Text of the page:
LOOKING A LITTLE FORLORN as he stood in the hallway outside the city hall office he had occupied for 11 years, Walter Edward Washington was savoring a certain part of the inaugural that had just ended. "Did you hear that applause for me?" he asked proudly. "I think I earned that." He was not being bitter -- for that has never been his way. And he had earned it. Though a majority of the voters last fall had thought it time for a change -- as we did -- that need take nothing away from the contributions of Walter Washington to the city he has always loved.
The new mayor of the District of Columbia, Marion S. Barry Jr., was both gracious and correct in saying of the city's first mayor that "the hallmarks of his leadership have been decency, dignity and commitment." (More of Mayor Barry's address appears elsewhere on this page, For the Record.) For seven years after being chosen by President Johnson to be commissioner of the District, Mr. Washington led this community through a most trying transtitional period from total local bondage to modified self-government. And he did so skillfully -- walking the difficult line between the District's federal overseers and its citizens.Certainly he was the right man for theat time -- a man who inherited a cumbersome bureaucracy, a troubled and racially tense city, a nervous business establishment and an insensitive, domineering Congress.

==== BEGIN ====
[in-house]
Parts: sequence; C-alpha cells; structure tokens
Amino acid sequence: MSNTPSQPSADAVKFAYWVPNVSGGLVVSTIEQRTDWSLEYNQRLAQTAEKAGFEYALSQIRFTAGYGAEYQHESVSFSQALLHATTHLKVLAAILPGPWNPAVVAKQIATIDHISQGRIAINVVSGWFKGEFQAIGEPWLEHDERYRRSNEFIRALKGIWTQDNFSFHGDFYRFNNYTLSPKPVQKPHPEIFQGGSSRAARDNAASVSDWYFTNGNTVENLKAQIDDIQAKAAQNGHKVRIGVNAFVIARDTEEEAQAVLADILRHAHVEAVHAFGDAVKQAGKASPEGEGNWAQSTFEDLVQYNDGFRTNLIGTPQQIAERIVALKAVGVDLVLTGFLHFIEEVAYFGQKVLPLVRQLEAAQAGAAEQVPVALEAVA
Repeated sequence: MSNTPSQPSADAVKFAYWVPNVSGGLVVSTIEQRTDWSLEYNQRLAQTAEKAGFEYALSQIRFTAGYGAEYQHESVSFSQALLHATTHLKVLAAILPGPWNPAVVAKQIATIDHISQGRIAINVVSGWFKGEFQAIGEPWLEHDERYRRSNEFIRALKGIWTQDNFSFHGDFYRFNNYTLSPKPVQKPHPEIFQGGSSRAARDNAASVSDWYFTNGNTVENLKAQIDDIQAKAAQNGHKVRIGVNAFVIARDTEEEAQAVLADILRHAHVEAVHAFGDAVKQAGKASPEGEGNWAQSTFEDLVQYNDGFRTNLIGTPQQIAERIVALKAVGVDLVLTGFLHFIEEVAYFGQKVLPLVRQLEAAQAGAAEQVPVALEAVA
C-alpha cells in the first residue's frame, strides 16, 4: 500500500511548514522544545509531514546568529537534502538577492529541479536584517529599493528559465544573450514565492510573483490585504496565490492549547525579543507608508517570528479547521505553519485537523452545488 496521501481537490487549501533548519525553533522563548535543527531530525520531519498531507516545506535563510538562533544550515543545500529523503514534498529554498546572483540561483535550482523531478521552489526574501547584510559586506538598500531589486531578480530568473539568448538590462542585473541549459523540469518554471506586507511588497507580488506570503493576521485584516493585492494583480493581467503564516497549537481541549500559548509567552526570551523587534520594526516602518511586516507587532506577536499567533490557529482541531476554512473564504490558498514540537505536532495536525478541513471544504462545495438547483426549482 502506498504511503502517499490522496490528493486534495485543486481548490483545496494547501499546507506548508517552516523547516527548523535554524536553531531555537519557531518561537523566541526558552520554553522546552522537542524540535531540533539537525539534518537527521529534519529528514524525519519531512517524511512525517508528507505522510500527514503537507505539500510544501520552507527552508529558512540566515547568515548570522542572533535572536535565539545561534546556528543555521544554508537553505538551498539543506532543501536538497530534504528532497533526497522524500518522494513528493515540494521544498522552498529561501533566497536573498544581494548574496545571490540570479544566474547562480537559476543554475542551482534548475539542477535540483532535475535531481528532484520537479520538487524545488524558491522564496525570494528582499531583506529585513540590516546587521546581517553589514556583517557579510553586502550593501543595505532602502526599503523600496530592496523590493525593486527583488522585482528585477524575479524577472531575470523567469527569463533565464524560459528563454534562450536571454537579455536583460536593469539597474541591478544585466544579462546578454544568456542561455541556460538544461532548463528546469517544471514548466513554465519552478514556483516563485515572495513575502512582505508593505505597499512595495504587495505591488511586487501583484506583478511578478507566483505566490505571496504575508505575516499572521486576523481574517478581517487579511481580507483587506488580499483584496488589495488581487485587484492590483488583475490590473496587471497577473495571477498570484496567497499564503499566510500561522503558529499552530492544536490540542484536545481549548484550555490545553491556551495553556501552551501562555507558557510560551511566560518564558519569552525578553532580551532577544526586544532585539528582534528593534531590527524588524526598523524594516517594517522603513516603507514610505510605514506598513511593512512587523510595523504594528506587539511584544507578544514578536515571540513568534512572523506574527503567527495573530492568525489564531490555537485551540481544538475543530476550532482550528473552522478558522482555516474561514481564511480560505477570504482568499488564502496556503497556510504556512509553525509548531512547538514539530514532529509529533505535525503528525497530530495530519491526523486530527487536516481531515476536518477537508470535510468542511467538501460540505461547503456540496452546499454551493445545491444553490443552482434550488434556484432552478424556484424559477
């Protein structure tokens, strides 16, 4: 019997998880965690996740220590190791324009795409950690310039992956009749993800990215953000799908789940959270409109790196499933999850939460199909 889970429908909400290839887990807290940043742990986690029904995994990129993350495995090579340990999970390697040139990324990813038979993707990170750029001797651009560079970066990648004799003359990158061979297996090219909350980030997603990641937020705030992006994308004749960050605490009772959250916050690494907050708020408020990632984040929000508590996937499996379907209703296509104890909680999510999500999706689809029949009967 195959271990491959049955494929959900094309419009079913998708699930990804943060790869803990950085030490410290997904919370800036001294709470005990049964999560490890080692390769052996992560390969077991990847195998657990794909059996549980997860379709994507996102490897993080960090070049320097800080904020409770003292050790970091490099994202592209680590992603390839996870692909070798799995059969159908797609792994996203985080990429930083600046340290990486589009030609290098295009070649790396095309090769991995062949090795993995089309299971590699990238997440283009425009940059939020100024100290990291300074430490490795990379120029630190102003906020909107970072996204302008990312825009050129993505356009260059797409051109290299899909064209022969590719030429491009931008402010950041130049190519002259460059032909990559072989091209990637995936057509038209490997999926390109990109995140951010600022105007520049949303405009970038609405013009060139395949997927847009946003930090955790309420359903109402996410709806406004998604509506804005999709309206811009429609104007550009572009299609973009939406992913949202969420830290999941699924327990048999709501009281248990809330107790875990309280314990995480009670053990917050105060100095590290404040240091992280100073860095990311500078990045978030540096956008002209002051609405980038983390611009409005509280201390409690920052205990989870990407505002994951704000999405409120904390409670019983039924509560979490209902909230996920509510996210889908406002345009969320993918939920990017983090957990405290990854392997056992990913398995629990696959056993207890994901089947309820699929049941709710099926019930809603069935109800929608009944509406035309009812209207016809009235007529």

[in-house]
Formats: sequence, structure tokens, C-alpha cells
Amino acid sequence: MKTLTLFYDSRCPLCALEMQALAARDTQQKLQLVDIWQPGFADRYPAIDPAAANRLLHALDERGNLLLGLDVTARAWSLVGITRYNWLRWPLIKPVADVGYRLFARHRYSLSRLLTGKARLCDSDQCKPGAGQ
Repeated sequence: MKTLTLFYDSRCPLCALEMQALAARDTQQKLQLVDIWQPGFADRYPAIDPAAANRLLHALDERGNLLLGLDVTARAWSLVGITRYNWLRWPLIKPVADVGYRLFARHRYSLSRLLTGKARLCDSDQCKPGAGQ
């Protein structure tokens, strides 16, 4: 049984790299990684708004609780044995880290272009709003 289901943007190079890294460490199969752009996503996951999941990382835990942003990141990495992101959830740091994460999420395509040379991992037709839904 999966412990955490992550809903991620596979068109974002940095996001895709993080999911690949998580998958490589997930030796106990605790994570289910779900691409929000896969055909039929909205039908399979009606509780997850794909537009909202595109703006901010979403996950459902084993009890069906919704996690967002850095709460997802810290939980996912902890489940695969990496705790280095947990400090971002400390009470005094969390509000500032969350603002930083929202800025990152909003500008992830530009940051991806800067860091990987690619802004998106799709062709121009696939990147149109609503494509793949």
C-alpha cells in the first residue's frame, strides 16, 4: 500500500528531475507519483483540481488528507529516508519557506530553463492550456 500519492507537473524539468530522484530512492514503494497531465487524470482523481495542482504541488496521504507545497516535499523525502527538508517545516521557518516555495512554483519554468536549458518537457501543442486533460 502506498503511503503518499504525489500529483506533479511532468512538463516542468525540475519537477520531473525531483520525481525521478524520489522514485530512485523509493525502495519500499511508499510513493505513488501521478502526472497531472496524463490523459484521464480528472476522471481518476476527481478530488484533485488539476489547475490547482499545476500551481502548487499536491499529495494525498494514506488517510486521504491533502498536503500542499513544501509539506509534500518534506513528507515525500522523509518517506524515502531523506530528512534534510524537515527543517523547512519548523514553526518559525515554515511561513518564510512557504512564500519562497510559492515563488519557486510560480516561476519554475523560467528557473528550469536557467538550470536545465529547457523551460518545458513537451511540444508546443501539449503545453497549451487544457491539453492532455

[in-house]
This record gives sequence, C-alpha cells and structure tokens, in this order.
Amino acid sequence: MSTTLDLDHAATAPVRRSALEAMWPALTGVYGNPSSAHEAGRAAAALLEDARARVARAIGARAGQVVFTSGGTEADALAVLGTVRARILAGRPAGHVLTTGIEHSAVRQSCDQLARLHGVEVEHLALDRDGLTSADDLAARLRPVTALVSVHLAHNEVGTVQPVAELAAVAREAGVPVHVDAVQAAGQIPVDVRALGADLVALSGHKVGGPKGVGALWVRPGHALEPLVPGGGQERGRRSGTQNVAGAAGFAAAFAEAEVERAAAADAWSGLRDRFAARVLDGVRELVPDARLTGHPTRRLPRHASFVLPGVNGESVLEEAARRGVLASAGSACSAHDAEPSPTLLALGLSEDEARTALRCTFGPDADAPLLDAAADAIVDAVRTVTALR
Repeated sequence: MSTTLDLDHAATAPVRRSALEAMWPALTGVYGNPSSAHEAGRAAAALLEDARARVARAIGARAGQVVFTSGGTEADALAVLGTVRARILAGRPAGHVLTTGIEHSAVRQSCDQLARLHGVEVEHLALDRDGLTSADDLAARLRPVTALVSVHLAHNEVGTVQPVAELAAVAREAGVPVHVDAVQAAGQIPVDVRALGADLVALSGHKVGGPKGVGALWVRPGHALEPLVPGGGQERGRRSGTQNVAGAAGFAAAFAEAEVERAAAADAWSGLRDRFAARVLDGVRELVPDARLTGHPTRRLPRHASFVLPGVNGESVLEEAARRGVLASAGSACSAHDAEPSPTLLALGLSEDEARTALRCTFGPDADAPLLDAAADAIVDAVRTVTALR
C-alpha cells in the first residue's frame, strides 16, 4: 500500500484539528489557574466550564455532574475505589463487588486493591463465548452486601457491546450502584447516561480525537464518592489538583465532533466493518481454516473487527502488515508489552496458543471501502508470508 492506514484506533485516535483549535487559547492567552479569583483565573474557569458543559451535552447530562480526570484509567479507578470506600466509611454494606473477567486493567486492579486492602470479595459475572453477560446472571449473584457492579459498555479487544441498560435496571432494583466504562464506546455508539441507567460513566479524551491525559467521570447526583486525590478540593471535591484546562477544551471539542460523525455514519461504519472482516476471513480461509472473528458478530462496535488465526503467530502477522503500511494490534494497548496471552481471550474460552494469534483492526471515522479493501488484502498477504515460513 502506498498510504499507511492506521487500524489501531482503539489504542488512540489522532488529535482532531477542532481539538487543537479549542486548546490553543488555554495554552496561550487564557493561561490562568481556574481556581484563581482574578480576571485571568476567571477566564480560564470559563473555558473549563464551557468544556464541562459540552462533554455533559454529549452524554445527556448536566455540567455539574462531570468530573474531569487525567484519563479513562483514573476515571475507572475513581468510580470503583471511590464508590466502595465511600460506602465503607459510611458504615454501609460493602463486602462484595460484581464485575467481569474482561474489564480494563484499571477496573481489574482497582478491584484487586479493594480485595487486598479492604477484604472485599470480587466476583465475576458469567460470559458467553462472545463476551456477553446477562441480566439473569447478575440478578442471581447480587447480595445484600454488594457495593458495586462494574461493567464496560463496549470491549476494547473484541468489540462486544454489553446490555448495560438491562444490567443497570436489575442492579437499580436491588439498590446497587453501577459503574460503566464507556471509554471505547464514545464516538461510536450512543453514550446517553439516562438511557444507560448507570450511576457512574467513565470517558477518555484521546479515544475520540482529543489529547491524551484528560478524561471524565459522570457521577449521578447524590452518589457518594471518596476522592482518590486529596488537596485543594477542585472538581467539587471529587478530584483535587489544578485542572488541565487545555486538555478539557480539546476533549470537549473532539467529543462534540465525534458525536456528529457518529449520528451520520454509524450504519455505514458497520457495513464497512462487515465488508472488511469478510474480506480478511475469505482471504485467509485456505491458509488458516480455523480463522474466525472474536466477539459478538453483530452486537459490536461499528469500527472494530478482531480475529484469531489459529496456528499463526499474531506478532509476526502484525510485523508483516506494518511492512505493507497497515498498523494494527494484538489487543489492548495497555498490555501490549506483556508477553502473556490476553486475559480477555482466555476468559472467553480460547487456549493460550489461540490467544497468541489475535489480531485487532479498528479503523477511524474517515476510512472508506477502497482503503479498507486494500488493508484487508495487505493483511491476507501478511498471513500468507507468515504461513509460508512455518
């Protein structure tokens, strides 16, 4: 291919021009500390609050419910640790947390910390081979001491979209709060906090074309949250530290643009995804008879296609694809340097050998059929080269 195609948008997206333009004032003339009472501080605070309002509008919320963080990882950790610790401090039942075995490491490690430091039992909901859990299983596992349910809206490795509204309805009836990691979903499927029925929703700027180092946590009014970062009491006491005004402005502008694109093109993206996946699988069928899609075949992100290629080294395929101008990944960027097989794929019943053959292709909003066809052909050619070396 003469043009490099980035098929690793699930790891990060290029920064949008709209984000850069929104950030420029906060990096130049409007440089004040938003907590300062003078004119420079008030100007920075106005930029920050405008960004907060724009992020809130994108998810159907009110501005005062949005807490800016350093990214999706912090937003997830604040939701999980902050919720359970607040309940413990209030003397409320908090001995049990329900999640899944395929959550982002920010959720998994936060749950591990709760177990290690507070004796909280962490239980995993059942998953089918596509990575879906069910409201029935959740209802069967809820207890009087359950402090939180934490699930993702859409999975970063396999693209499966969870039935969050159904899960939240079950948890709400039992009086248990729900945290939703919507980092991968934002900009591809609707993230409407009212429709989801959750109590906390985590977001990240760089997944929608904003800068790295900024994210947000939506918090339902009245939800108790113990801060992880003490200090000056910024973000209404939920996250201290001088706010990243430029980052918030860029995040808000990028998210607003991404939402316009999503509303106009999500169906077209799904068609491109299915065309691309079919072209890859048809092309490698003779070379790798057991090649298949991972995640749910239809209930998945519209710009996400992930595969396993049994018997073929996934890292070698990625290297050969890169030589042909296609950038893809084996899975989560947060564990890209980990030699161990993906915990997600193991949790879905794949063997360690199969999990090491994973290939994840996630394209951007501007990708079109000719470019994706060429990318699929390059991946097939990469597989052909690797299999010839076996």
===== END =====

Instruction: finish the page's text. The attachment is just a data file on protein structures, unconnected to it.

Walter Washington produced a new spirit of understanding that proved instrumental in achieving the self-government that this city had sought for so long. He proved himself to all as a sensitive peacemaker, a skillful accommodator who could win his way into the hearts of a broad-based constituency. And he was fiercely loyal to those who worked around him a city hall -- a loyalty that was to betray him in later years when the need for new talent to exercise the powers of an elected government went largely ignored.
So now there has been a vote for something different and a new era has begun under Mayor Barry -- a change that Walter Washington has accepted with characteristic grace. "I love this city with a passion," he says, "I've given my blood, my sweat, most of my adult life to the city and I want it to prosper and survive." For that to continue, he said, the people must give Mayor Barry "the support he rightfully earned and deserved."
It was a graceful leavetaking. For guiding the nation's capital through these rough an crucial times to this latest transition, Walter Washington will always enjoy a special place in the hearts of those of us who remember and appreciate his dedication to this city.